Home
Field Notes
 
U.S. Fish & Wildlife Service
Field Notes Entry   
ARCTIC: Want to learn how to sew a dog bag? New skills and lessons learned at Camp Goonzhii 2016
Alaska Region, January 19, 2017
Print Friendly Version
Elder Paul Williams taught students how to build dog sleds.
Elder Paul Williams taught students how to build dog sleds. - Photo Credit: USFWS
Elders shared stories how Gwich'in tribes created dog packs using caribou skin. Dog packs were similar to horse saddles. The main purpose of the pack was to carry food and supplies to travel long distances by dog team.
Elders shared stories how Gwich'in tribes created dog packs using caribou skin. Dog packs were similar to horse saddles. The main purpose of the pack was to carry food and supplies to travel long distances by dog team. - Photo Credit: USFWS

2016 marked the 13th year for Camp Goonzhii in Arctic Village, Alaska. Translating to wisdom and knowledge in the Gwich’in language, Camp Goonzhii is a week-long camp that exposes local youth to tradition and science. Over 70 community members ranging in age from 3-87 years old participated.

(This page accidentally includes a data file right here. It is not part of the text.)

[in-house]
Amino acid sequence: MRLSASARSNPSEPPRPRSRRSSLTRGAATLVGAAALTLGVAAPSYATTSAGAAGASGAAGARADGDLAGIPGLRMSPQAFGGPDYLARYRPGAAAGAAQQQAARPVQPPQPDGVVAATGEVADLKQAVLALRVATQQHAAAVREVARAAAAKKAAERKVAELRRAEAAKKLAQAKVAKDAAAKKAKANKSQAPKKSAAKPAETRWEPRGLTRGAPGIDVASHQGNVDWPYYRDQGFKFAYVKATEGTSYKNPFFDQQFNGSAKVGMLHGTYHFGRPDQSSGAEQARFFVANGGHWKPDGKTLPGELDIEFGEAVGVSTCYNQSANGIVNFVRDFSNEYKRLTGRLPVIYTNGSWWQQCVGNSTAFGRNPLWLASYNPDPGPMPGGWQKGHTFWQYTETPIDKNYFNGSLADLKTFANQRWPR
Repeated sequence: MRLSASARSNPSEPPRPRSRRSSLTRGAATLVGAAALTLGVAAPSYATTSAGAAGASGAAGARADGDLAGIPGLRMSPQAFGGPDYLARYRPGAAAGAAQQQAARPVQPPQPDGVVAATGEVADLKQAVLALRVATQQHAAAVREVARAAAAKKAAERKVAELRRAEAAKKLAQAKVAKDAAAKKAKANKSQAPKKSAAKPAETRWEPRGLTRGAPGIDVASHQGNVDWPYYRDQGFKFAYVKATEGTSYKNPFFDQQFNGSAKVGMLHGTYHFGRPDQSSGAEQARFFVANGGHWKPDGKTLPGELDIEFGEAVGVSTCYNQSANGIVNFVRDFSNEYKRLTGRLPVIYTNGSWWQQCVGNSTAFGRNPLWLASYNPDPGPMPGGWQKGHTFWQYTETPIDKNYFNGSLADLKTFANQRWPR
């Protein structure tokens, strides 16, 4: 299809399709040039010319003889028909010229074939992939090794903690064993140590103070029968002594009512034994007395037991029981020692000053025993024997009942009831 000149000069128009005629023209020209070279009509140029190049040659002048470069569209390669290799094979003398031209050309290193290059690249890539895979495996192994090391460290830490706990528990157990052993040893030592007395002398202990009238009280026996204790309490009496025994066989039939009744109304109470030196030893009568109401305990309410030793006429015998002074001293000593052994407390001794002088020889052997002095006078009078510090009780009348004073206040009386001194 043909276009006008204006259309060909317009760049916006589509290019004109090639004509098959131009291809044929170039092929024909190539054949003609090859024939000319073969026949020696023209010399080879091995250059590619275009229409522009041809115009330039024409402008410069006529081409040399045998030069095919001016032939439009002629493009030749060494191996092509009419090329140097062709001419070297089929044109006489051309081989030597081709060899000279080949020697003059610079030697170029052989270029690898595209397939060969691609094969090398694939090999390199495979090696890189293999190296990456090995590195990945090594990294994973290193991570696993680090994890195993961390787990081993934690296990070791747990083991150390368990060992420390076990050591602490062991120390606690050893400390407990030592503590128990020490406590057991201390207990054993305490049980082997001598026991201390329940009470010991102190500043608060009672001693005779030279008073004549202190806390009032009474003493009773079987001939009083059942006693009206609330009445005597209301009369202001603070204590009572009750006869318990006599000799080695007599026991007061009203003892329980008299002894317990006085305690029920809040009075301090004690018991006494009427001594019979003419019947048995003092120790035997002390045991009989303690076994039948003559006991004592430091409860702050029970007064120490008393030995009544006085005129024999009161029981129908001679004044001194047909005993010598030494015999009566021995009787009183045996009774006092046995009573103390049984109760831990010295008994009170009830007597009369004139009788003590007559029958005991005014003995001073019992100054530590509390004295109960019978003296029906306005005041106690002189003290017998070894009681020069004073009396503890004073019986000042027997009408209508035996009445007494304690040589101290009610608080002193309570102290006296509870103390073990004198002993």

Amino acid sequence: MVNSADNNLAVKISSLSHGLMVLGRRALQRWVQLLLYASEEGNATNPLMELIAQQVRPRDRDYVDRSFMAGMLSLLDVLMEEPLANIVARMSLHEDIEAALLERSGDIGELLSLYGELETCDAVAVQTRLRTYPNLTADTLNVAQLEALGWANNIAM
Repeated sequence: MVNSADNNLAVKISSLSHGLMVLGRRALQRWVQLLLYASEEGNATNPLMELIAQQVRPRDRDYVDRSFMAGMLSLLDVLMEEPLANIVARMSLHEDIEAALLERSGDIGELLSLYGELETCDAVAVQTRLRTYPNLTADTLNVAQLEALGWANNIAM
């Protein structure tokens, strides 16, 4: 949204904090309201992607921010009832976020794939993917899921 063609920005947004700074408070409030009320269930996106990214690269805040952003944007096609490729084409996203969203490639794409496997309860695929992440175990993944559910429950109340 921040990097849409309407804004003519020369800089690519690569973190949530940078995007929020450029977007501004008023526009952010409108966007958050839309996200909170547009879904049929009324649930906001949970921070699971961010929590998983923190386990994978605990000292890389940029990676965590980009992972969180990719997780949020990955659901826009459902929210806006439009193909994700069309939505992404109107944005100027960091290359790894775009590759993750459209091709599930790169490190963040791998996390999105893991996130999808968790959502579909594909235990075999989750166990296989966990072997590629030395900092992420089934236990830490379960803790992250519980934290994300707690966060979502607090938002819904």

Some of the activities taught include stream ecology, water quality and health, bird identification, and traditional subsistence techniques. Elders shared stories about the history of the dog sled, skin tanning tools, beadwork, drumming, singing, dancing and language. Working together as a team, elders and students completed the dog sled project by tying sinews and hammering nails and varnished the sled for a finishing touch. They also made traditional dog bags out of caribou skin, learned how to set rabbit snares, sewed traditional dream catchers, and learned how to cut and preserve caribou meat. The dog sled is proudly on display in the school alongside past skin and canvas canoes built at previous camps.

The students from Arctic Village and surrounding communities such as Venetie, Fort Yukon, and Beaver, look forward to this event each year. Some of the students who were kids about 12 years ago are adults today and continue to enjoy learning and even serve as camp instructors. The camp is very popular and students are the ones who enhance and embrace the camp by carrying on the legacy of new discovery and exposure to new technologies taught by skilled instructors and elders. Youth gain a deeper appreciation for Refuge lands and the significant role it plays on their culture and lifestyle. The end result is that students, young and old, are eager to attend next year’s camp to learn about the new age of traditional and scientific knowledge.


Contact Info: Allyssa Morris, 907-456-0213, Allyssa_Morris@fws.gov
Find a Field Notes Entry

Search by keyword

Search by State




Search by Region


US Fish and Wildlife Service footer